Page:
Review: Extremely Wicked, Shockingly Evil and Vile

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80%
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Powerful

Efron's portrayal of the notorious serial killer will leave feeling disturbed and uneasy, but you'll find yourself gripped by his stand-out performance.

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Ted Bundy, the infamous serial killer who murdered countless young women in the 1970s, seems to be back on everyone’s radar right now. First, Netflix released their documentary series, Conversations with a Killer: The Ted Bundy Tapes back in January, directed by Joe Berlinger. This was undoubtedly a tool to heighten the public’s interest just in time for the second instalment of Bundy-related media, also directed by Berlinger, Extremely Wicked, Shockingly Evil and Vile. Even if you’re not interested in the story of Bundy, the length of the title alone is enough to intrigue; it is a verbatim statement said by the real judge ruling over Bundy’s trial in court, Edward Cowart (played in the film by John Malkovich). Despite his atrocious crimes, there is something morbidly fascinating about Bundy: he was so charismatic and charming that very few people believed he could have committed these horrible murders for years, and this is exactly what this film plays upon.

Extremely Wicked looks at Bundy (expertly portrayed by Zac Efron) in a different light to the many documentaries on the serial killer, almost excluding his crimes from the story and instead focussing on his personal life. The script is adapted from the 1981 memoir written by Bundy’s long-term girlfriend, Elizabeth Kendall (played by Lily Collins), and as such, takes a much more personal view of Bundy as we see him through the eyes of Kendall. We never see him commit a single crime, only hearing of the news stories throughout the film, and this is partly what makes this film a tiny bit terrifying. Seeing Bundy as human and ‘normal’ reminds us that killers and other criminals could be walking among us and we’d have absolutely no clue, which is a scary prospect indeed. Beyond this personal element, the plot of the film pretty much takes a back seat; the characters are what really drive the narrative.

Efron is the perfect actor to take on the role of Bundy. With his violent crimes omitted on screen, Efron’s charm and good looks match up to how the killer himself would have been viewed back in the 70s, and this is exactly what makes the audience realise just how dangerous the man was. This film is not about romanticising serial killers but reminding us that they don’t always look as we might imagine. Witnessing Efron as Bundy become close to Collins as Liz, watching him form a bond with her daughter as she grows up around him, and then ultimately realising with horror that a man who murdered countless young women was trusted by his girlfriend to watch her daughter from time to time is what gives this film its tone that cannot really be explained. Watching the striking final scene, which finally brings to light the true monstrosity of Bundy’s actions, left me feeling incredibly disconcerted and uneasy, which was surely Berlinger’s intention. Whilst Efron undeniably takes the spotlight throughout this film, he is supported by a strong cast. Collins makes a convincing Liz, becoming ever more troubled and distressed as she begins to realise who her boyfriend really is. Jim Parsons, far from his familiar Big Bang territory, is excellent as one of Bundy’s prosecutors, Larry Simpson; however, it is Malkovich as Judge Edward Cowart who reigns in the courtroom scenes, his delivery of the titular statement is both powerful and chilling.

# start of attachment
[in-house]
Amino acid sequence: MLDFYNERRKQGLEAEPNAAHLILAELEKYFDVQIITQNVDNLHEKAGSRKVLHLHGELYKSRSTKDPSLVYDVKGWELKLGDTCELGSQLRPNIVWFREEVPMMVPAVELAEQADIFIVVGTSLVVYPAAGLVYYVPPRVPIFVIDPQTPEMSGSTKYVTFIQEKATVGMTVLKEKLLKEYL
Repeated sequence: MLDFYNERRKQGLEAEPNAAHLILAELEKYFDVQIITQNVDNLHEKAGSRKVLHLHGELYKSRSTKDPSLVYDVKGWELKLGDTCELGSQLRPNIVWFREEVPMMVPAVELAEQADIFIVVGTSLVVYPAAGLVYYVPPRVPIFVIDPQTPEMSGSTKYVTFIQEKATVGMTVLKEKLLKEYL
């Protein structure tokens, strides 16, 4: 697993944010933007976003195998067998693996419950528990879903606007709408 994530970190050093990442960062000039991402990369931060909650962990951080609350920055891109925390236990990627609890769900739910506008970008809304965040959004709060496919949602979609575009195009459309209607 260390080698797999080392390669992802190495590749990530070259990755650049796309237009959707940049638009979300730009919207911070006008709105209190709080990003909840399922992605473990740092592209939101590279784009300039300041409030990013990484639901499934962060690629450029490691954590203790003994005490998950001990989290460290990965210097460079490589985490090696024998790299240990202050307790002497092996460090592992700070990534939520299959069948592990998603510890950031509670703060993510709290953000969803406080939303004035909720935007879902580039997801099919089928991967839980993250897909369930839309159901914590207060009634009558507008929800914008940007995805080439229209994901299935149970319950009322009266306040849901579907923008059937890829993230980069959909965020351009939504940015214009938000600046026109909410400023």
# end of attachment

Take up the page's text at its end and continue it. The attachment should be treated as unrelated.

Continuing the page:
If Joe Berlinger’s goal was to unnerve the audience whilst also providing a gripping and entertaining watch, then he has certainly succeeded. The film feels a little short with a running time under two hours, and there seems to be something missing. However, his is potentially because we don’t witness Bundy’s crimes, therefore not witnessing the whole story, almost certainly intentional given that the narrative derives primarily from Liz’s perspective. Despite this feeling of missing out on something, whether intentional or not, Extremely Wicked proves to be an impressive watch, especially after all of the controversy surrounding its release regarding Efron seeming too attractive as Bundy. This is not your typical summer watch, but definitely a worthwhile one.

Extremely Wicked, Shockingly Evil and Vile (2019), directed by Joe Berlinger, is distributed in the UK by Sky Cinema, certificate 15. It is available to stream now through Sky Cinema.

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Literature Executive 2018/19. Third year English and History student. Lover of Hobbits, theatre and tea.

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